Place into a bowl and pop into the fridge, covered until ready to fill your pasta.
Roll the pasta
I really must get myself a pasta attachment for my KitchenAid, because it’s tricky rolling pasta on one’s own.
Flatten the first piece a little and then start on the thickest setting of the pasta roller. Roll it through. Fold in half and roll again.
Progressively reduce the thickness of the rollers, folding and rolling through at each thickness each time.
The dough will become silky and smooth to the touch, plus strong and flexible.
It’s ready to use when it’s been rolled through the thinnest setting a few times.
Make the Tortellini
Using a scone or dough cutter, press rounds from the pasta and place a little large hazelnut-size ball of filling on top. Dip your finger in water and run around the outside, then fold in half, pressing the edges together to seal. Sort of fold in half again, then turn back on itself and stretch around your finger to form a little hat, pressing together to seal.
Or you could just make ravioli or any sort of filled shape you know how to make.
As each little parcel is made, pop it into a tea towel with a little semolina so it doesn’t stick together, then cover with the towel and spray lightly with water to ensure it doesn’t dry out too much.
You probably don’t need to do this, but it worked for me.
Now place a large pot of water onto the stove with a pinch of salt and bring to the boil.
For the sauce
2 ripe avocados, roughly chopped into 1cm cubes
4 garlic cloves, finely chopped
2-3 birdseye chillis, sliced into rounds (you could omit the chilli, but it would then be a Tortellini Dreamy, not a meanie)
About 1 tablespoon olive oil (aka a good slosh)
1/2 cup pouring cream*
Sea salt and freshly ground black pepper, to taste
When the water has reached boiling point, start making your sauce. Warm the olive oil in a heavy-based pan and add the garlic and chilli and gently warm through. DO NOT LET THEM BURN! If you brown or burn the garlic, you will need to start again.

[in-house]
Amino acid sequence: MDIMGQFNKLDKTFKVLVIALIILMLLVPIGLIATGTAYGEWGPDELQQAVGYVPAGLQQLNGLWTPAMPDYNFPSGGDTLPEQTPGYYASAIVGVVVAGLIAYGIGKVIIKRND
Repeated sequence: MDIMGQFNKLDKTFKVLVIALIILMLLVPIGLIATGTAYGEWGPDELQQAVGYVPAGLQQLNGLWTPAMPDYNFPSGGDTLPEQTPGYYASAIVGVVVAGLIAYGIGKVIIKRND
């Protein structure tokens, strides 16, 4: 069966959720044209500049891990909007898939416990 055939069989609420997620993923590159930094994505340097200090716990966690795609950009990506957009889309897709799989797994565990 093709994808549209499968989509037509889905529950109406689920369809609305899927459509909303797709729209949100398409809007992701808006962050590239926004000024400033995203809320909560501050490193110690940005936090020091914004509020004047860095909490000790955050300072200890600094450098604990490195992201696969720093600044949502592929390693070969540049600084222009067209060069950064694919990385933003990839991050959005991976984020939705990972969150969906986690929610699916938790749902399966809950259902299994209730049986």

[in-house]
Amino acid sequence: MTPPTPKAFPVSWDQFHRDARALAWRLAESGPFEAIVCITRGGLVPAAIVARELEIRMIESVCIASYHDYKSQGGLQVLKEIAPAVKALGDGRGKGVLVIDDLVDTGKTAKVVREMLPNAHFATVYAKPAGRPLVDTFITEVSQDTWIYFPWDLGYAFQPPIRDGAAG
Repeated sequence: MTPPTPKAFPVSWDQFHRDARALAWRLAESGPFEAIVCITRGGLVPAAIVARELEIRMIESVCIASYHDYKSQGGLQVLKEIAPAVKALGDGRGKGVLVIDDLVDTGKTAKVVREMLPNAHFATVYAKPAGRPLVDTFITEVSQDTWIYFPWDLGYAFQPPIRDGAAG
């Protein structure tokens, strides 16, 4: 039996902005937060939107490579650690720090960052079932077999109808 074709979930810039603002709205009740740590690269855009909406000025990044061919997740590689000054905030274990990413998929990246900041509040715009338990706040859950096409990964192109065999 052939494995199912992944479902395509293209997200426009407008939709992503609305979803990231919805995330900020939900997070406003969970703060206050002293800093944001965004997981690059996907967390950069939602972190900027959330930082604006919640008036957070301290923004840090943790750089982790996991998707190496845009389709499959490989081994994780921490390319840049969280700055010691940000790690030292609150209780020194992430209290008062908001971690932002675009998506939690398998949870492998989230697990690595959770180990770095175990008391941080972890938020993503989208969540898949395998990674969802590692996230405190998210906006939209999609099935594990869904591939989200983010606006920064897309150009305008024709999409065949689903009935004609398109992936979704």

Add the cream, season to taste and bring to a gentle simmer. If it starts to reduce too much, just top up with more cream.
Once the water’s boiling rapidly, place your tortellini in and give a good stir. Pop the lid on for a minute or two to help the water return to the boil. Remove the lid and let boil for 5 or so minutes, until the pasta is soft, but still firm. Don’t overcook, it will become rubbery.
Remove from the water and drain well.
Once pasta is cooked, add the chopped avocado to the creamy sauce and stir gently until just warmed through.
Place the servings of tortellini into bowls and cover generously with the sauce.
Top with extra grated parmesan, salt and pepper and serve with a lovely glass of Italian red.
TIP: To have a supply of fresh cheese to hand, I buy large wedges of grana padano, which I blitz in the food processor until really fine, then freeze in tubs. It’s really easy to just shake up and spoon out as you need it.
Alternatively, if you buy from a deli that can finely grate for you, then ask them to do that. (The Mediterranean Wholesalers in the Melbourne suburb of Brunswick is one place that will do that for you.)
*I use non-thickened pouring cream that’s available in most supermarkets in a small carton. You could also use thicker dolloping pure cream mixed with milk – about 1/2-1/2. I never buy thickened cream.